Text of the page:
A new emergency department at St. Charles Parish Hospital should be usable by early March of next year if construction continues as planned.
Quinn Landry, director of marketing at the hospital, said that the new facility will be a major upgrade from the current emergency room.
"Itís got so many different things to offer," Landry said.
The new department will have many new features as compared to the previous emergency room at the hospital.
Family members will have larger waiting rooms and wait times will probably be shorter because there will twice as many patient rooms and more efficient work spaces for employees.
There will be 15 patient rooms and additional treatment areas that offer more space than the current rooms, including four rooms for patients requiring a visit less than 30 minutes, seven rooms for patients with acute injuries, two trauma rooms and five behavioral health beds.
Not only will there be more rooms, but those rooms will also allow for more patient privacy than the previous facility.
"Weíre going to have so much more room," Landry said.
There will also be a hazardous materials area, which the hospital has never had before.
Wider hallways will provide space for many extra patient beds in the case of a major catastrophe and new technology will provide expanded services for customers.
Landry said that the hazardous materials area is a very important addition since there are so many chemical and industrial plants in St. Charles.
The new building is using design concepts and processes as recommended by the Health Care Advisory Board in Washington D.C.
The hospitalís administration also visited several hospitals throughout the country when planning the new facility and enlisted help from Joe Guavisco, head of emergency medicine at Oschner.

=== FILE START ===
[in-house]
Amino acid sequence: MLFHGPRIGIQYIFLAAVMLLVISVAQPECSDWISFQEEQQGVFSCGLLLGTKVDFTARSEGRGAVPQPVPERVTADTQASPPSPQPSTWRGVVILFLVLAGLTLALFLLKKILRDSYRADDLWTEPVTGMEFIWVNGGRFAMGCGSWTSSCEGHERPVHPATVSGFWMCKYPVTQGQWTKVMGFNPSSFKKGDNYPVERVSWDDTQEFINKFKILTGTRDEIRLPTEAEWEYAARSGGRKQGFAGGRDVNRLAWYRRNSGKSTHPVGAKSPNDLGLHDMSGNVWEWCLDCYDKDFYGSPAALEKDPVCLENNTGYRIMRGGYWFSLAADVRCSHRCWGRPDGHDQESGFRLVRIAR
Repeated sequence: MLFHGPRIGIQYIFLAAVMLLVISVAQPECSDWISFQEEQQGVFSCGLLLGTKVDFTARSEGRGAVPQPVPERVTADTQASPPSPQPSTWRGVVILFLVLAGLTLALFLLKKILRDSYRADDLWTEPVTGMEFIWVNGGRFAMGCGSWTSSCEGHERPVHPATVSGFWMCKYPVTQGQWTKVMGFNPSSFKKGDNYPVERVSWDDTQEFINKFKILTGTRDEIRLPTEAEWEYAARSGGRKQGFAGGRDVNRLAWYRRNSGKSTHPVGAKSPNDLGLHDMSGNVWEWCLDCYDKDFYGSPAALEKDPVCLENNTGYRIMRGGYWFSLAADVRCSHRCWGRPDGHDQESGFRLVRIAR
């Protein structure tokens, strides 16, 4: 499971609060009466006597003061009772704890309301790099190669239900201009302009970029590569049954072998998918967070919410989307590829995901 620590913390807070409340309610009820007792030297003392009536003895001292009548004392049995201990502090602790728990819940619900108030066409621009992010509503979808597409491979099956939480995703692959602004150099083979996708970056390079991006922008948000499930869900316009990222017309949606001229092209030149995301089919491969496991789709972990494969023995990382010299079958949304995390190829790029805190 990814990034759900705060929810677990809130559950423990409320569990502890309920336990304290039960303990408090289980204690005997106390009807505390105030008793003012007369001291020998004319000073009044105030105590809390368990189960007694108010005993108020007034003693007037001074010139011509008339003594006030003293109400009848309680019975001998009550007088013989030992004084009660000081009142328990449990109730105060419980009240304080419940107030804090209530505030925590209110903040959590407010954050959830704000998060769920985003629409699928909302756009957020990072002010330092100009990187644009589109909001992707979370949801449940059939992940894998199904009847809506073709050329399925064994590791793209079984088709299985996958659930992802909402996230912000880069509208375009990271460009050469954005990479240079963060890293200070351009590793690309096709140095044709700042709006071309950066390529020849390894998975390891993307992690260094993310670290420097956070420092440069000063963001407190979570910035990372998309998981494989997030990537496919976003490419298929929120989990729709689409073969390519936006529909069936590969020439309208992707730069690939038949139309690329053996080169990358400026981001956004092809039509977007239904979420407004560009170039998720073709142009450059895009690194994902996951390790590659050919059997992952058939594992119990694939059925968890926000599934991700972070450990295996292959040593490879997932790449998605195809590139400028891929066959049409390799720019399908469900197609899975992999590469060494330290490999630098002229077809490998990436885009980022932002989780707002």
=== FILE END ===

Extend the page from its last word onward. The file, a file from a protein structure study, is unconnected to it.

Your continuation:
Last year, more than 11,700 people visited the St. Charles emergency room, with a large percentage of them coming from within the parish.
Because of the size of the current emergency room, Landry said that the average wait time is around 30 minutes, but can stretch to an hour or an hour and a half depending on the circumstances. Because of those wait times, the hospital says that 4 percent of its registered patients leave before seeing a doctor.
According to the Health Care Advisory Board, demand for emergency care has surged over the past decade while the total number of emergency departments in the United States has declined.
Thatís mainly due to hospital closures and mergers.
Southern Louisiana has been hit particularly hard by hospital closures in the wake of Hurricane Katrina. The rising number of uninsured citizens across the country, as well as the dwindling number of psych units, could also play a big part in the increased visits emergency rooms are currently experiencing.